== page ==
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TUESDAY, July 21, 2015 (HealthDay News) -- A major change in Pap test guidelines introduced in 2009 may have had an unintended consequence: Some young women are missing out on screening for chlamydia -- a common sexually transmitted disease that can cause infertility if left untreated.
That's according to a small, new study that discovered chlamydia screening among 15- to 21-year-olds plummeted after national guidelines were changed to discourage routine Pap screening for cervical cancer before age 21, because of evidence that showed it did not benefit young women.
Those guidelines have nothing to do with chlamydia -- a bacterial STD that infects nearly 3 million Americans each year, according to the U.S. Centers for Disease Control and Prevention. But researchers suspect that as fewer young women got Pap tests, chlamydia screening also fell by the wayside.
However, the CDC and other groups advise all sexually active women younger than 25 to get an annual chlamydia screening test.
Yet in the new study, researchers at the University of Michigan saw a precipitous drop in chlamydia screening at five outpatient clinics connected to the university.
Experts stressed that the pattern does not necessarily reflect what's going on nationwide.
In fact, there's evidence that the national rate of screening for chlamydia has inched up in recent years, said Dr. Gale Burstein, who chairs the committee on sexually transmitted infections for the Society for Adolescent Health and Medicine.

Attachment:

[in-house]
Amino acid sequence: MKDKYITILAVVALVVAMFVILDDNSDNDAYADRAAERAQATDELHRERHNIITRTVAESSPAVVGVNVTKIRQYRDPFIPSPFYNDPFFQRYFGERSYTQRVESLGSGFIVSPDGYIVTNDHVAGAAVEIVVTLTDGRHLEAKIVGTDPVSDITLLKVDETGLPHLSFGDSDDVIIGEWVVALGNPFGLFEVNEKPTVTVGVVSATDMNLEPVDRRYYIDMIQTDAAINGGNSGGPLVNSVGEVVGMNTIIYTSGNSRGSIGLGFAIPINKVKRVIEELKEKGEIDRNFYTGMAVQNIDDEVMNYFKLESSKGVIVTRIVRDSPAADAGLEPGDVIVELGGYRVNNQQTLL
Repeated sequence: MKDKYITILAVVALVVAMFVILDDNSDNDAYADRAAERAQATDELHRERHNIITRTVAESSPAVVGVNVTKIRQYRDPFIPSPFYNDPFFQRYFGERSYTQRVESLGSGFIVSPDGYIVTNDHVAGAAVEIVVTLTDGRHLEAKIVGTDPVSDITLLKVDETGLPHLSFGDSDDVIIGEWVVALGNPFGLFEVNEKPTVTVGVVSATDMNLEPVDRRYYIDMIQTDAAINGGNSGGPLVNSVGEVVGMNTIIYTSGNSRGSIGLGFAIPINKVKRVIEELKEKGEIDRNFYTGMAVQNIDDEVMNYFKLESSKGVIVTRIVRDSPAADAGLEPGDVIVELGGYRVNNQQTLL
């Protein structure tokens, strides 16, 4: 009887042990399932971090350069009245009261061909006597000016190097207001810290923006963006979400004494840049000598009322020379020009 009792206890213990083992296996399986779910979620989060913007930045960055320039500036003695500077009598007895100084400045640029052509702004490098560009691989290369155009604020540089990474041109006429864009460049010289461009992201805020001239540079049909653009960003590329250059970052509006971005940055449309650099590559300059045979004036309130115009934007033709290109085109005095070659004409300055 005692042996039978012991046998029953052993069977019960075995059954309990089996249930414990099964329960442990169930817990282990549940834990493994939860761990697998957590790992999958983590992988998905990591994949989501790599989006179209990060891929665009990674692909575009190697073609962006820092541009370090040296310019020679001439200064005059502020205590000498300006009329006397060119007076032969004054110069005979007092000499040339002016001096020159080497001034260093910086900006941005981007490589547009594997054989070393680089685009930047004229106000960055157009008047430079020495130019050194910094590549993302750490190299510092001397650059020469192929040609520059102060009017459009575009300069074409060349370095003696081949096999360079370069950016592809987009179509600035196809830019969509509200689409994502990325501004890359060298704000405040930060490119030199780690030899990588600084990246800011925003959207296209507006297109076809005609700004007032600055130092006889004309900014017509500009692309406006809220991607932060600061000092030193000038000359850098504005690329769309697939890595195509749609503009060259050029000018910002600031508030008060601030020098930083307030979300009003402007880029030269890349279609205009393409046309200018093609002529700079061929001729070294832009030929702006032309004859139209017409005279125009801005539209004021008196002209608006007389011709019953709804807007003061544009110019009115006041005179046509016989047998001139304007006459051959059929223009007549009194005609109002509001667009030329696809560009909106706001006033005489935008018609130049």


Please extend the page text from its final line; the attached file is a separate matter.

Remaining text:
"This is just one center, and can't be seen as reflecting what's going on nationally," said Burstein, who was not involved in the study.
However, she added, it's likely that similar trends have happened at other medical centers.
Burstein said young women should be aware of the chlamydia screening guidelines, and if they haven't been tested, they should talk to their doctor.
Screening is vital, Burstein said, because chlamydia usually causes no symptoms. It's easily cured with antibiotics, but if left untreated, the infection can cause pelvic inflammatory disease and infertility in some women.
So why did chlamydia screening drop at the clinics in this study? It seems that providers there were in the practice of "coupling" chlamydia screening with Pap testing, said lead researcher Dr. Allison Ursu, of the university's department of family medicine.
Of roughly 1,600 young women seen at the clinics from 2008 to 2009, more than 500 were given chlamydia screening tests.
But from 2011 to 2012 -- after the Pap test change -- only 37 young women underwent chlamydia screening, Ursu's team reports July 20 in the Annals of Family Medicine.
"It was surprising," Ursu said. "We saw that decrease despite the fact that young women were making the same number of office visits. So there were just as many opportunities to screen for chlamydia."
The university has since taken steps to make sure all clinics are up to speed with the guidelines on chlamydia screening, Ursu said. She added it would make sense for other institutions to look at their own screening patterns, and make changes if needed.
Even though the U.S. chlamydia screening rate has been creeping up, it's still far from optimal, Ursu noted. Fewer than half of sexually active women younger than 21 are being screened, based on data from private and public health insurance plans.
There is no reason for chlamydia screening to be linked to Pap tests, Burstein pointed out.
"It does not take an invasive pelvic exam," she said. "It can be done with a urine test or a vaginal swab that you take yourself."
That knowledge, Burstein said, may make young women more comfortable with asking their doctors about chlamydia screening.
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